One of the staples of my childhood television viewing was the British/European version of the multi-sports competition "Superstars". Just recently I have been revisiting the history and the essence of this programme, and I was reminded what an entertaining, worthwhile and intriguing show it was.
I have vague and misty memories of watching the likes of David Hemery and John Conteh appear on "Superstars" when I was very young, and of course the Kevin Keegan cycling incident from 1976 is almost etched into the collective consciousness of the British nation.
The BBC's "Superstars" coverage was presented by David Vine and Ron Pickering, two of the most capable and likeable sports broadcasters of that era. Vine was authoritative, urbane even, and could paint great pictures with words. Ron Pickering, on the other hand, was enthusiasm personified, and his passion for sport and its benefits always shone through in his contributions.
For the uninitiated, "Superstars" pitted competitors from various different sports against each other in a succession of events, including sprinting, cycling, canoeing, weightlifting and the famous (or infamous) gym tests. Points were awarded according to the positions attained in each event. National series thrived in the USA, Britain and elsewhere, and European, International and World championships took place.
As a boy, the European superstars finals held a particular mystique and pull and, funny though it seems now, a taste of the exotic. Vine and Pickering were very adept at conveying the atmosphere in Rotterdam's Ahoy Stadium, where the European showpiece was stage. Special emphasis was placed on the banked cycling track there. Impressionable as I was, I almost gained the perception that "Superstars" was the most important and prestigious sporting event in the world, perhaps even surpassing the Olympics!
It has become a cliche, but a large part of the charm and appeal of "Superstars" was its propensity to propel comparatively little-known sportspeople into the spotlight, allowing them to exhibit their talents to a wider audience, way beyond the confines of their chosen speciality. Classic examples of this were Kjell Isaksson, the Swedish pole vaulter, Ties Kruize, the Dutch field hockey player, and the British judoka Brian Jacks. These men regularly outshone more famous and renowned athletes in this test of all-round sporting prowess.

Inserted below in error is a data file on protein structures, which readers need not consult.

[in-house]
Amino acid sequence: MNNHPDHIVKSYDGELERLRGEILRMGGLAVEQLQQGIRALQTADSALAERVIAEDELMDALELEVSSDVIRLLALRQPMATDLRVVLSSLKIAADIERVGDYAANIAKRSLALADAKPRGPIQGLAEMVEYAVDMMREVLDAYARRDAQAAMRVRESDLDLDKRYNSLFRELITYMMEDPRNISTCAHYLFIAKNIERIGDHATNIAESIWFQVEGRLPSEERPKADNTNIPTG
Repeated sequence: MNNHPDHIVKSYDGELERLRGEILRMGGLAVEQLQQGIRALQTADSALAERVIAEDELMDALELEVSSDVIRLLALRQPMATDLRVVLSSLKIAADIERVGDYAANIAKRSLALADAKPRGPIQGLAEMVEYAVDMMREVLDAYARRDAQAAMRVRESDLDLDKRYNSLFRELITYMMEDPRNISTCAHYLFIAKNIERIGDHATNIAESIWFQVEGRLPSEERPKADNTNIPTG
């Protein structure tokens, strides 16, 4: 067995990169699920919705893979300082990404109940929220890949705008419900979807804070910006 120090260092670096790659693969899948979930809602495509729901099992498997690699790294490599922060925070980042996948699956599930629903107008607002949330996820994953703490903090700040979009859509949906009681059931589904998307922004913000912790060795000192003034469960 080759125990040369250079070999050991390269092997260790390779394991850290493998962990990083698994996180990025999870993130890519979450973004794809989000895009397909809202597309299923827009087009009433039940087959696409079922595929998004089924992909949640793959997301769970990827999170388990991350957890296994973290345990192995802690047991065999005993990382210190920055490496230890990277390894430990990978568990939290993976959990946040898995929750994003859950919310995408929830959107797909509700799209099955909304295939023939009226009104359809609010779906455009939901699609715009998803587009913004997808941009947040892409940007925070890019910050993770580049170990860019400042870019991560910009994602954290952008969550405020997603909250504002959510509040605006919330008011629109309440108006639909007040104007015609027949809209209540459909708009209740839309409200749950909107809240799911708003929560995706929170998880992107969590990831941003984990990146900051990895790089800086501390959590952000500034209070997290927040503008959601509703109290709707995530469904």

I vividly remember the performances of Isaksson, the remarkable little pole vaulter. His feats in weightlifting were staggering from some one of his slight build. He was also formidable in the gym tests (parallel bar drips and squat thrusts).
Of course, Brian Jacks became a national celebrity in Britain in the late Seventies and early Eighties, and appeared to receive far more recognition for his "Superstars" achievements than he did for his accomplishments in the world of judo, which were themselves considerable. Jacks' counterpart on the other side of the Atlantic was the remarkable Canadian soccer player Brian Budd, who notched up three World Superstars titles, not to mention three Canadian titles! Budd was a formidable competitor in most of the events on the schedule, and he was also quite a character.
Another hallmark of the UK version of the show was in allowing older athletes such as Hemery, Lynn Davies and John Sherwood to prolong or extend their careers in the competitive arena. Many who grew up with "Superstars" possibly knew little of their respective careers and feats in track and field athletics.
It is interesting to analyze which sports appeared best suited to supplying successful "Superstars" participants. Pole vaulting provided Bob Seagren, Kjell Isaksson, as well as Brian Hooper, who shone at the tail end of the franchise's golden age in Britain.
What made pole vaulters so ideally suited to the challenge of "Superstars" and its format? I guess it had something to do with agility, "pound-for-pound" strength, speed, all-round athleticism and technical aptitude. This ensured that they were consistently good across most of the disciplines contained in the schedule.
Amongst football (soccer) players, the aforementioned Brian Budd was perhaps the exception which proved the rule. Generally, practitioners of "the beautiful game" seemed to lack the power and the strength to compete for outright honours, although they fared very well in areas such as sprinting - Malcolm McDonald famously broke the eleven-second barrier in the 100 metres in 1975. The extra power and muscle of rugby players (from both codes) appeared to make them more suited to the rigours and the nature of the "Superstars" test.
Were there any flaws in the make-up of the "Superstars" event? To me, the UK version seems to have placed undue emphasis on strength and brawn. More skill-orientated sports, such as racquet games or even something like ten-pin bowling or snooker, might have counter-balanced things in favour of those possessing finesse as well as muscle.
The rules barring or handicapping some competitors in their alleged "specialities" also seemed nonsensical and anomalously applied. Handicapping pole vaulters in sprints and 400-metre hurdlers in a steeplechase? It made matters unnecessarily complicated and I think that a "swings and roundabouts" argument could be justifiably made here.
Allowing people to "opt out" of some events was also wrong in my opinion. I would have just required everyone to take part in every event. This was supposed to be a test of all-round proficiency, after all. Brian Jacks in the sprints and steeplechase would have been very interesting to watch!
But these are very minor gripes. To me "Superstars" in its prime was emblematic of its time, when the innocence of the era allowed such an enterprise to thrive. A great series!